Short-Term Rentals are “Booked” as Occupancy Rises in U.S. Destinations
This time last year, the outlook for travel looked stark, as the U.S. went into lockdown and millions of trips were canceled. Occupancy registered just 47.2% in March 2020, down from 58.2% in 2019. Since then, occupancy has fully recovered, gaining 29.1% vs the same time last year to achieve 60.9% occupancy in March 2021. Even when compared to prior years, occupancy levels are 4.6% higher than 2019, which had been the previous high-water mark.
Spring Break crowds heading to coastal destinations drove demand in March with the four highest market occupancy levels coming from Florida. Sarasota registered the highest occupancy of the Top 50 largest short-term rental markets at 77.2%, followed by Cape Coral/Fort Myers (75.2%), Fort Lauderdale (74.1%), St. Petersburg (73.5%), and the Big Island, HI (72.5%). Even with the highest occupancy levels in the country, each of the Florida markets was still slightly below their 2019 occupancy levels, as many people are still waiting to resume leisure trips.
The evolving pandemic has led to significant shifts in occupancy for other markets. Markets like the Lower Hudson Valley, Lake Tahoe, Big Bear, and Cape Cod that traditionally see a lull in occupancy during March grew demand as people looked to escape cities. Each of these markets is within a three-hour drive of a major metro area (New York, San Francisco, Los Angeles, and Boston) and increased their March 2021 occupancy by more than 30% over 2019 levels.
The occupancy gains were broadly a result of a recovering demand and a reduction in the available supply of short-term rentals. This month’s demand level was 97% of March 2019 demand, which is the highest it’s been since the start of the pandemic.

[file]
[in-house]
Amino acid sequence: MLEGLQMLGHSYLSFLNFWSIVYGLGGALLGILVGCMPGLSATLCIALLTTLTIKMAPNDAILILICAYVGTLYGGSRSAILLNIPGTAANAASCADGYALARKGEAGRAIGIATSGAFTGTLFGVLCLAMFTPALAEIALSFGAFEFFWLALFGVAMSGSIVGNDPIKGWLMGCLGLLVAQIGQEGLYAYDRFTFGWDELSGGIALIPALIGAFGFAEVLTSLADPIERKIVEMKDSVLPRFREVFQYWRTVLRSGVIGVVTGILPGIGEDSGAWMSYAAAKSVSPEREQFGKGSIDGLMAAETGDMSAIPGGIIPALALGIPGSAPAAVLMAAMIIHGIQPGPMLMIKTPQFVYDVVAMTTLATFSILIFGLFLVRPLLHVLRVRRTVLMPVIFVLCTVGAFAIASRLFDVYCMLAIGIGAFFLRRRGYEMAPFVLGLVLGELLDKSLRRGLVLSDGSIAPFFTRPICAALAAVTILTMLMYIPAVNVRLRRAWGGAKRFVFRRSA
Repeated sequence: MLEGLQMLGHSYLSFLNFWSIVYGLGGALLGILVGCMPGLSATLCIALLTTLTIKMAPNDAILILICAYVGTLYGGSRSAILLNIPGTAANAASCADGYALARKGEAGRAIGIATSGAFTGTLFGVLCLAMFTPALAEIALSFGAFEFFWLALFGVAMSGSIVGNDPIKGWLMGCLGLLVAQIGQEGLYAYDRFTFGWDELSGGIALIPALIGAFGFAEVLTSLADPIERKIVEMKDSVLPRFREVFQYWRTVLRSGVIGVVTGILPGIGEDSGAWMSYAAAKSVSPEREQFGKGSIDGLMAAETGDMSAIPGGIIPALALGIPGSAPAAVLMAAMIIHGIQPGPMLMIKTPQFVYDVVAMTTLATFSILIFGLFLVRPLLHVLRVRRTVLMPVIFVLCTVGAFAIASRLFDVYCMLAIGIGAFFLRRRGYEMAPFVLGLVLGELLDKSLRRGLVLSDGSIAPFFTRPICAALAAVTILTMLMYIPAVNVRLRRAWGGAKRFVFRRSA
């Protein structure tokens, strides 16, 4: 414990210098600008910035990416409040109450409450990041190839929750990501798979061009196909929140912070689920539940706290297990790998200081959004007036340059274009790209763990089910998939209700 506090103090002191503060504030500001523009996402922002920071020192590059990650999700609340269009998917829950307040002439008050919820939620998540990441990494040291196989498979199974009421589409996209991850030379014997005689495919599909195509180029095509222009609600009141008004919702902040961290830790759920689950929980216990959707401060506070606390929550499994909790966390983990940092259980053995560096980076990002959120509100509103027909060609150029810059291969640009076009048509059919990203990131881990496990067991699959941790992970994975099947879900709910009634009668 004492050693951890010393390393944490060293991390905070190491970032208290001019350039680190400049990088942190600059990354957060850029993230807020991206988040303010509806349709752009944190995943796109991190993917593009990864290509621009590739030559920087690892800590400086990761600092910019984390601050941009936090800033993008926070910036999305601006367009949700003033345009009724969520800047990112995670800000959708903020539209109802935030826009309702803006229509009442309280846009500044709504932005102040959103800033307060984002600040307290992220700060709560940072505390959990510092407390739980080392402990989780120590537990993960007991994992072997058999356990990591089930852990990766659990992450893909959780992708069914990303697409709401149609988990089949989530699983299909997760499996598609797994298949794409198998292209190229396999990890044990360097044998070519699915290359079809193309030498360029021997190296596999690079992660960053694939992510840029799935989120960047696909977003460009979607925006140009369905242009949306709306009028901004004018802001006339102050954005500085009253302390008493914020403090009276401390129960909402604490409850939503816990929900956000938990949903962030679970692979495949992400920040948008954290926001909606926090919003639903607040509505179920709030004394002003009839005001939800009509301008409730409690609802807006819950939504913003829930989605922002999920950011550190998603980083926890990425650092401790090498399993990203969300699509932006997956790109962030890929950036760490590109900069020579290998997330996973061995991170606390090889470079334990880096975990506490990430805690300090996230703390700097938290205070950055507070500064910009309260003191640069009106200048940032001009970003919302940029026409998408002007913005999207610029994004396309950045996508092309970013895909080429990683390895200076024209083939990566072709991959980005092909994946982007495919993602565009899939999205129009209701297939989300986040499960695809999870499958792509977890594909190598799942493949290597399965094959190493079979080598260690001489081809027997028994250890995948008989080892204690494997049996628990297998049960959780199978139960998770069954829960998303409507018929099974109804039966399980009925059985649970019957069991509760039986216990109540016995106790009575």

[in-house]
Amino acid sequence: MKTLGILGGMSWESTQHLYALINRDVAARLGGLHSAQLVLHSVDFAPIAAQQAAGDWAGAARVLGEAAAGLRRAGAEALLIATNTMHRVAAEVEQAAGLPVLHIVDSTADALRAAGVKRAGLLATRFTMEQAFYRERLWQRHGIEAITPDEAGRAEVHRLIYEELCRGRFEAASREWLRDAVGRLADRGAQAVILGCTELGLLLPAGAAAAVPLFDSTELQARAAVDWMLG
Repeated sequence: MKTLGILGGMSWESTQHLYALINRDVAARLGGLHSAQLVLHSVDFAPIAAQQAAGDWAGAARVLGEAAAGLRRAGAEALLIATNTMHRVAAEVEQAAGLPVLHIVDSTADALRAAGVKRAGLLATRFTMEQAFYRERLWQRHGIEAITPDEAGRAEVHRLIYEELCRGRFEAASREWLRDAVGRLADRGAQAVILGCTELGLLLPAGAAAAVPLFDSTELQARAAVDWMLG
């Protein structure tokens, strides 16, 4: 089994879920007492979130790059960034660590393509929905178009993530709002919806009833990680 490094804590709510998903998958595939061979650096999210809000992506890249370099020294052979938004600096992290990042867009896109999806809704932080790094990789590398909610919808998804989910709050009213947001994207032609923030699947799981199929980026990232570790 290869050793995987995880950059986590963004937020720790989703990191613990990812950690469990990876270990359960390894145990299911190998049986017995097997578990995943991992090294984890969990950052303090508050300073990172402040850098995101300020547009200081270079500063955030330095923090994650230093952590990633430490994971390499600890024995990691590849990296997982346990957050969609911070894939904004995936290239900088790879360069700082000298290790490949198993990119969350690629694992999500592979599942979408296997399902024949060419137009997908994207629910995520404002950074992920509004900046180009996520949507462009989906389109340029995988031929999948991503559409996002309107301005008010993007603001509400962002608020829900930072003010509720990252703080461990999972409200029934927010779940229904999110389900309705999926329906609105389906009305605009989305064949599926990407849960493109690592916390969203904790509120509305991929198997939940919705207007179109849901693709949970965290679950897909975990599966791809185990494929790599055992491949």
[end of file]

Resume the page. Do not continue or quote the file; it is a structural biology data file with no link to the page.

The recovery in demand has varied dramatically by location. Urban areas, for example, have been hit hardest; demand in March 2021 reached just 55% of its 2019 level. Small city and rural locations, on the other hand, are attracting more guests than ever before and are now at 165% of 2019 demand. Destination/resort locations have also continued to benefit and are now trending ahead of previous years.
Supply Changes Cushion COVID-19’s Impact on Occupancy
Available supply is down about 7% relative to 2019 as many short-term rental operators have temporarily or permanently removed their properties because of low demand. This trend is most visible in major U.S. cities where the number of available listings has fallen by more than 30%.
With little demand, urban locations have shed 39% of their available supply. The combination of these supply and demand trends results in an 11% overall drop in occupancy. If supply had remained constant, the resulting drop in occupancy would have reached -45%. Supply has not been able to keep up with the strong demand outside of large cities. This has led to significant occupancy increases in March for units in small city/rural areas and destination/resort locations.
Higher occupancies and demand for larger homes in destination markets has pushed Average Daily Rates (ADRs) even higher in March to $254.70. This ADR is 18% higher than in March 2020 and 19.2% higher than March 2019. With high levels of demand expected in certain destination/resorts and small city/resort locations, ADRs are expected to climb even further this summer. Then, as demand begins to recover in major cities and in private and shared accommodations, we expect that overall ADRs will begin to fall back towards 2019 levels.
Reservations made during March 2021 reached another record, exceeding last month’s all-time high. Guests booked both near-term trips for April and trips further out into June and July. With the surge in bookings last month, April, May, June, and July 2021 now have more demand booked through the first week of April 2021 than for the same months in 2019 as of early April 2019. This suggests that the upcoming summer will be the best on record for the short-term rental industry.
With most of those bookings concentrated into small city/rural and destination/resort locations, we expect occupancy to be at or near capacity in the most popular locations. As summer travel nears and vacation homes reach peak occupancy, we expect to see additional supply added to popular markets. Excess demand should also lead guests to return to the urban markets travelers have largely avoided over the past year and currently have ample availability.